It was Nov. 20, 1990, and my 1991 GMC Jimmy was out on the high seas strapped to the deck of a commercial fishing boat.
Why? Because that’s the only way to get to the isolated island nation that straddles the Arctic Circle in the North Atlantic halfway between Moscow and New York. In the meantime my duty was to figure out how to drive the perimeter of the Land of Fire and Ice during the darkest, most miserable time of winter.
The idea had surfaced a few weeks earlier when Montana-based writer Tim Cahill telephoned in a state of acute aggravation. He had just completed a book recounting the antics of our record-breaking drive from the bottom to the top of the Americas in the very first production 1988 GMC Sierra 3500 Diesel extended cab pickup. Although Cahill’s manuscript had taken a few years to complete, the publisher, Random House, was finally preparing to launch the book.
“I can’t believe what they’ve done!” Tim was livid. “They’re forcing me to call it ‘Road Fever.'”
“That’s not so bad,” I offered, thinking at least the book was finished.
“No, that won’t do, the whole time I was writing it, it was ‘El Road,’ you know … ‘The Road.'” Tim was ranting and I suspected he might have had an alcoholic beverage or two to drown his sorrows.
‘Here’s what we’ll do, Tim.” My mind was racing as I scanned the map of the world on the wall beside my desk. “Let’s drive my Jimmy around the perimeter of Iceland next month. It will be dark and cold with the possibility of wretched weather, proper ingredients to chill out the Road Fever.”
The next morning I made a few targeted calls and surprisingly the finances fell into place. Then I called Los Angeles photojournalist Rik Paul, who immediately signed on. Two weeks later I was in the Icelandic capital making arrangements and friends while steering clear of Reykjavik’s saucy “ladies night out.”
The 6-month-old four-door, 1991 GMC Jimmy had already taken on a seven-day drive through seven former Eastern Bloc countries in an event coined “Around The Bloc in a Week.” But before shipping it to Iceland, a set of heavily studded all-terrain tires and a roof bar with a couple of giant driving lights that could light up a Yankee Stadium were installed.
The only other accessory was a nifty winch in case a little more traction was required as we drove, winched and dug our way through 1,500 miles of desolation along Iceland’s lonely perimeter road.
We eventually came through the ordeal pretty well unscathed thanks to blessings of the weather gods, no fatal mistakes or miscalculations and the seemingly invincible, go-anywhere abilities of the little Jimmy.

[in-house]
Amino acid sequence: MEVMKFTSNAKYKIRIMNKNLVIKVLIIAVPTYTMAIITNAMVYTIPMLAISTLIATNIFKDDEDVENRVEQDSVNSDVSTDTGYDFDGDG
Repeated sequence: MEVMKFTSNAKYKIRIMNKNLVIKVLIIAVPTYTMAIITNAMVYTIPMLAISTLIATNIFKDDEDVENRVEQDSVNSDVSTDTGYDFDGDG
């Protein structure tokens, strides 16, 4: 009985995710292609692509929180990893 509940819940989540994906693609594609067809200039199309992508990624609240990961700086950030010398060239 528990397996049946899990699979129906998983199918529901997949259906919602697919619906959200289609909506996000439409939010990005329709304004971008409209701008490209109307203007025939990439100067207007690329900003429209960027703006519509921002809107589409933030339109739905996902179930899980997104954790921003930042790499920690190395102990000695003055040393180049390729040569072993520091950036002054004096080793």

The three-day, nine-hour and 33-minute circumnavigation was packed with excitement as we breakfasted on boiled lumps of various mutton appendages, mingled with herds of roaming Icelandic horses and watched horsehead seals frolic in emerald glacial lagoons.
Iceland was like a surreal Disney project with the most spectacular scenery I had ever seen, rampant with steaming geysers, stunning waterfalls and looming glaciers. Even though it was dark much of the time, Tim, Rik and I found ourselves cruising through lingering twilights silhouetted by craggy mountain ranges, towering volcanic cones and eerie lava beds.
We learned it was easier to give towns and villages rudimentary nicknames. Seydisfjordur became the “S-town;” Saudarkrokur become “the other S-town;” and, of course, Kirkjubaejarklaustur, the “K-town.”
Endless hours of darkness, howling winds whipping snow into whiteout conditions and icy mountain roads kept us on our toes. Although we never got stuck, the winch came in handy rescuing a bogged-down Land Rover and a couple of hung-up, full-sized Chevrolet Blazers.
In Akureyri (the “A-town”), we teed up with black balls at the Arctic Open Golf Course and when the trek was over, we made merry back in Reykjavik over a bottle of Icelandic schnapps labeled “Black Death” along with a concoction of five liqueurs called a “brain.”
Even though its global wanderings are now limited to a few summer errands and the odd trip to the beach, the GMC Jimmy is still in my possession. Sometimes when I look at it with the barely used winch and those spotlights, I can’t help recall how the unassuming little off-roader helped Tim Cahill cool out his frustration over being forced by the marketing gurus at Random House Publishing to change the name of “El Road” to “Road Fever.”
And when I think of the trip itself, all those years ago, I realize the hardest part about driving around Iceland in the dead of winter might have been trying to say Kirkjubaejarklaustur.
Garry Sowerby, author of “Sowerby’s Road: Adventures of a Driven Mind,” is a four-time Guinness World Record holder for long-distance driving. His exploits, good, bad and just plain harrowing, are the subject of World Odyssey, produced in conjunction with Wheelbase Media. You can send Garry a note online at www.wheelbase.ws/media.